Finance Options – Rollovers for Business Start-ups (ROBS)
We are often asked about the use of the use of a 401(k), or other qualified retirement plan, as a source of funding for a new business. Our friends at Guidant Financial have provided this valuable information which might help you as you move forward in your decision making process. Here is some basic information on how these rollovers work and the basic rules and regulations behind them.
As the economy improves and small business optimism continues to inch toward pre-recession levels, many are taking advantage of the idyllic environment to enter the world of entrepreneurship. But despite the recent economical enhancements, gaining access to capital for startups still presents challenges, with small business loans under $1 million dragging 17 percent behind pre-2008 heights.
The obstacles in obtaining small business loans have paved the way for alternative methods of financing to gain traction, one of them being Rollovers as Business Start-ups (ROBS). Through this method, entrepreneurs can leverage up to 100 percent of funds in a 401(k) or other eligible retirement account to invest in a small business or franchise without incurring tax penalties or getting a loan.
The Rollover as Business Start-ups Process
- A new business is established as a C corporation.
- That corporation creates a qualified retirement plan that can invest in private stock — usually a 401(k).
- Funds from the existing retirement account are rolled into the new retirement plan without triggering a taxable distribution.
- The new plan then purchases stock in the C corporation.
- The C corp acquires or starts a business using those funds.
ROBS Rules and Regulations
While ROBS offer an opportunity to use existing assets to purchase a business without taking on additional debt, the arrangement has strict rules that must be followed to reap the benefits. Here are a few of the foundational requirements of the structure:
- The new 401(k) account must allow the trustee to hold employer stock in a company.
- The new 401(k) plan must follow rules of the Employee Income Retirement Securitas Act, which allows for ROBS. This means all eligible employees of the new business must be able to participate in the plan, and owner-employers must make contributions as soon as they’re able.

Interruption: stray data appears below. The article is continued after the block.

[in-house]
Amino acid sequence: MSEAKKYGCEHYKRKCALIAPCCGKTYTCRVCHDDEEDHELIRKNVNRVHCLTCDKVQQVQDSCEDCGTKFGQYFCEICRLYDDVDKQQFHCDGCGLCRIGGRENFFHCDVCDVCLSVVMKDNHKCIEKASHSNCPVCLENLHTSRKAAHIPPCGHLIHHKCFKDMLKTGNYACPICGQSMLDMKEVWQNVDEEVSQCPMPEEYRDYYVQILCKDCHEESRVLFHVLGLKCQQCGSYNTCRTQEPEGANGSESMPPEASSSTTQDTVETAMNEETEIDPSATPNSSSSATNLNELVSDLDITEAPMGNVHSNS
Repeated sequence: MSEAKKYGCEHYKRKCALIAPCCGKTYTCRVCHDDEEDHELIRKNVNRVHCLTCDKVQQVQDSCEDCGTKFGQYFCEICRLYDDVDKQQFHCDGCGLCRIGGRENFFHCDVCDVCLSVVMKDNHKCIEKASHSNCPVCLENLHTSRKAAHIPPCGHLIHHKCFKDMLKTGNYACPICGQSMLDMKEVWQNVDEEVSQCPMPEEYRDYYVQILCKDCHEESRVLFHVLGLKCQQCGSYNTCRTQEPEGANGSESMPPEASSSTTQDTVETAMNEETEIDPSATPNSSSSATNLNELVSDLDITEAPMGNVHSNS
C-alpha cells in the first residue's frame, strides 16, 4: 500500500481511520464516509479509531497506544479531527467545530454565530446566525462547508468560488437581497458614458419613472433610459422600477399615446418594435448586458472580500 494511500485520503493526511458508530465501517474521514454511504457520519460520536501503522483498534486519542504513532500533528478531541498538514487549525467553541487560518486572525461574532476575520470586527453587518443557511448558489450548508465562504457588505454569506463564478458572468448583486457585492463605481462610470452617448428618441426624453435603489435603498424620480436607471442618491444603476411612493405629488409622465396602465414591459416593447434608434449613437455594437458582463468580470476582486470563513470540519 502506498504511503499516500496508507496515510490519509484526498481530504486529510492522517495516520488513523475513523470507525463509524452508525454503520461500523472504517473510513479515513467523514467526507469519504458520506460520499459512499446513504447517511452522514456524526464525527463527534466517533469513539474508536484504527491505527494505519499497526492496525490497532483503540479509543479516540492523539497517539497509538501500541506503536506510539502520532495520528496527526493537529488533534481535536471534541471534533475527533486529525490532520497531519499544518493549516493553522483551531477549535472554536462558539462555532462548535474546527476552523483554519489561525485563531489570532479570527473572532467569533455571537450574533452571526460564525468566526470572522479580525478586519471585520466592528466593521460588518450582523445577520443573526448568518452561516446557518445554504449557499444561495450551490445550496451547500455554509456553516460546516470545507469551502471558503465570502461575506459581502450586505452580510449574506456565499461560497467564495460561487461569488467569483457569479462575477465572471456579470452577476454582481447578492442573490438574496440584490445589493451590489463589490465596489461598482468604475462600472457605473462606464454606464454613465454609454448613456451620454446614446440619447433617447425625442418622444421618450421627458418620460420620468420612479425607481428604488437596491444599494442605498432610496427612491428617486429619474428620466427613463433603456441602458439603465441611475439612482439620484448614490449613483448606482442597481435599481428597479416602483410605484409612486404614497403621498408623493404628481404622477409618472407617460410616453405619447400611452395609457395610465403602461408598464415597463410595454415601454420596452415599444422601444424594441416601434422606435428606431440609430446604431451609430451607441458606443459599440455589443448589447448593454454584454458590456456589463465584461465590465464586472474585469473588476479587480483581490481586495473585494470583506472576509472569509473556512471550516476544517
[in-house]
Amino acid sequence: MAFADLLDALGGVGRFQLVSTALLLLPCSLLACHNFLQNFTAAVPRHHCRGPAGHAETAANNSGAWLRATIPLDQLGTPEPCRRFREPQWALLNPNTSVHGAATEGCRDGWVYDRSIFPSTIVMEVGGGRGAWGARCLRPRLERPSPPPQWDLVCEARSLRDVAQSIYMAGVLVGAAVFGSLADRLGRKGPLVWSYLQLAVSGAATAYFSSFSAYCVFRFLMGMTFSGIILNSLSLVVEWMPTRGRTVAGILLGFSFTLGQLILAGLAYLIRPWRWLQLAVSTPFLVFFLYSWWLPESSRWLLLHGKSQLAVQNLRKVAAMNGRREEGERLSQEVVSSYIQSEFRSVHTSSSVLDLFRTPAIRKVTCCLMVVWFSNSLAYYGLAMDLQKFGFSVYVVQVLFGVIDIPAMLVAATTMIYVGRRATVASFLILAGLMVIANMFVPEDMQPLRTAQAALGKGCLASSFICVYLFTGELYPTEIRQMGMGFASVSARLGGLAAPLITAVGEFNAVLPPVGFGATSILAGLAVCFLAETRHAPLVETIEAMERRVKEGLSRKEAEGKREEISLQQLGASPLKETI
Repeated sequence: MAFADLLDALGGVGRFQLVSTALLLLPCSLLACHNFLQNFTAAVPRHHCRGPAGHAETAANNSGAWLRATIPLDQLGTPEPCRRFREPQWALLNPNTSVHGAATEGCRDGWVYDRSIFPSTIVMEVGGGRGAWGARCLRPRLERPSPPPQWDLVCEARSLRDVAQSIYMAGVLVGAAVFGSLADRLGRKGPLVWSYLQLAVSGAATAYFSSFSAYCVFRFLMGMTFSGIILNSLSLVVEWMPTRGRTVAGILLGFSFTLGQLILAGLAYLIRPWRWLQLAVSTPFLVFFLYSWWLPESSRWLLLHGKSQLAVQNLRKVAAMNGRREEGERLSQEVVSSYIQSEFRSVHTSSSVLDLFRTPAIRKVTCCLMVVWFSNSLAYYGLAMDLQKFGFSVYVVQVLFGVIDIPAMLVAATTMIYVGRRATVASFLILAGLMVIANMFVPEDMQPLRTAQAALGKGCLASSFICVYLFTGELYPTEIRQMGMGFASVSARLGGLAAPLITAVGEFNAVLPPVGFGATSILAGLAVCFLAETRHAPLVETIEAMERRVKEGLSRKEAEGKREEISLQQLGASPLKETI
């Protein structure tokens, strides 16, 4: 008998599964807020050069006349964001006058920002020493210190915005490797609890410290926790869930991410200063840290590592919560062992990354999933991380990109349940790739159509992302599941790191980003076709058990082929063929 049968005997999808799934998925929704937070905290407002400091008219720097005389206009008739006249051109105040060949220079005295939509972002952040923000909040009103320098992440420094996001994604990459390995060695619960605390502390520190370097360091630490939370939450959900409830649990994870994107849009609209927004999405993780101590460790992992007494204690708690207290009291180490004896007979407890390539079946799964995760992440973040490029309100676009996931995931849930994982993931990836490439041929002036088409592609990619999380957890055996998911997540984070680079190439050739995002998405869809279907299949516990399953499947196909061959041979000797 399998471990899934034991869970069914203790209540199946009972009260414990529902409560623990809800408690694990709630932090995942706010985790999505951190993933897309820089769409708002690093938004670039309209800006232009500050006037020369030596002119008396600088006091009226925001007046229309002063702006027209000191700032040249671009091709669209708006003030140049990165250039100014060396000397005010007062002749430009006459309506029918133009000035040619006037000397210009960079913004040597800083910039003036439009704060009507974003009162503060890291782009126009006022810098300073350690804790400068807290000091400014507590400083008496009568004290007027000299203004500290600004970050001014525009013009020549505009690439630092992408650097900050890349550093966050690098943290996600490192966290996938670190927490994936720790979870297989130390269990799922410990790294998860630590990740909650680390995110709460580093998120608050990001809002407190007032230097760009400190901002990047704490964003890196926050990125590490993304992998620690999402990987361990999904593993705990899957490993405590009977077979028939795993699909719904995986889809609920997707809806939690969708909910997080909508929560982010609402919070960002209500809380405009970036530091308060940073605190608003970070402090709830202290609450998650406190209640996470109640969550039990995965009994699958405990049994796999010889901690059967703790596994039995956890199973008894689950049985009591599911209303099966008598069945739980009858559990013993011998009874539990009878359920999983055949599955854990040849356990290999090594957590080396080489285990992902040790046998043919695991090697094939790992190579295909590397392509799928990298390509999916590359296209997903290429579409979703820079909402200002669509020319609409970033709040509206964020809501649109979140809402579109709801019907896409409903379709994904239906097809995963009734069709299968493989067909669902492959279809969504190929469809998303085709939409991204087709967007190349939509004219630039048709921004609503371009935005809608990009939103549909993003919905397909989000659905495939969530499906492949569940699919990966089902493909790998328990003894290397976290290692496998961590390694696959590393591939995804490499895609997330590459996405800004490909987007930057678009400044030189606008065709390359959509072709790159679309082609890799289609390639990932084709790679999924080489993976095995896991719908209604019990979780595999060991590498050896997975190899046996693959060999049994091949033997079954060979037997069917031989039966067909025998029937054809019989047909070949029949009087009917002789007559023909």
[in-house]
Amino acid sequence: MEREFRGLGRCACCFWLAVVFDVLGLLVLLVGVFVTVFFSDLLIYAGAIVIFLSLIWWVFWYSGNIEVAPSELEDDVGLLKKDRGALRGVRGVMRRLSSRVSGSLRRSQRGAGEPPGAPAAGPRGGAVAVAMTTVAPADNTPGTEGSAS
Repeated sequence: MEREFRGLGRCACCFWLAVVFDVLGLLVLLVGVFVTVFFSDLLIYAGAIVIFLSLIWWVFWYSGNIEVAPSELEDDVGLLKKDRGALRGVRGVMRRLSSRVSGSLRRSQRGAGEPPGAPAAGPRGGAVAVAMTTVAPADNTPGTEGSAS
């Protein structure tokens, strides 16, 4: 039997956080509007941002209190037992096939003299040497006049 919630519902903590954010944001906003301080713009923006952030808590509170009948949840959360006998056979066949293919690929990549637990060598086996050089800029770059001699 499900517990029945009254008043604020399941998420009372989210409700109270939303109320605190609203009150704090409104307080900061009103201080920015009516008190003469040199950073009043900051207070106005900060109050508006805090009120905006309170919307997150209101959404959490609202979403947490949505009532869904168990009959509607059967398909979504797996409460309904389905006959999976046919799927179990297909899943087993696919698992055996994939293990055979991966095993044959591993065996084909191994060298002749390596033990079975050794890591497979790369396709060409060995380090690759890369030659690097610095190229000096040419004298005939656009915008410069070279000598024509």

- The business establishment must be a C corporation. LLCs don’t qualify because the stock isn’t available for purchase. And S corps, in which “shareholder-employees” own more than 5 percent of the company, fail to provide the prohibited exemption that allow for ROBS.
- Entrepreneurs should wait to pay themselves a salary until their business is generating an operational profit. This avoids the appearance of breaching ERISA fiduciary responsibility.
- Business owners should pay “promoter fees” to advisories personally (not using plan assets) to prevent violating ROBS guidelines.
Failure to comply with these rules may void the entire arrangement, making it important to work with an experienced ROBS provider who can provide direction.
All in all, the ROBS strategy has proven to be a successful capitalization solution for thousands of entrepreneurs, allowing them to invest in themselves and their dreams without jeopardizing homes or personal credit as collateral. This alternative method of business financing doesn’t require any equity injection, and since it’s not a loan, there are no monthly payments to a bank, and no interest rates. (As a side note, if a financial firm is used to set up the new 401(k) account, ongoing plan maintenance fees may apply.)
ROBS can be used as the primary financing vehicle in a business purchase or as a secondary method used in combination with other forms of financing, such as an SBA loan. This increases buying power and minimizes the amount of retirement funds invested.
Just like starting a small business, the ROBS strategy carries risk. To determine if it’s the right funding solution for you, assess your financial position and your ability to bounce back from any loss of retirement funds. Remember, with risk comes reward, and by working with a financial firm well-versed in ROBS and surrounding yourself with a strong team, you can increase your chances of succeeding in small business.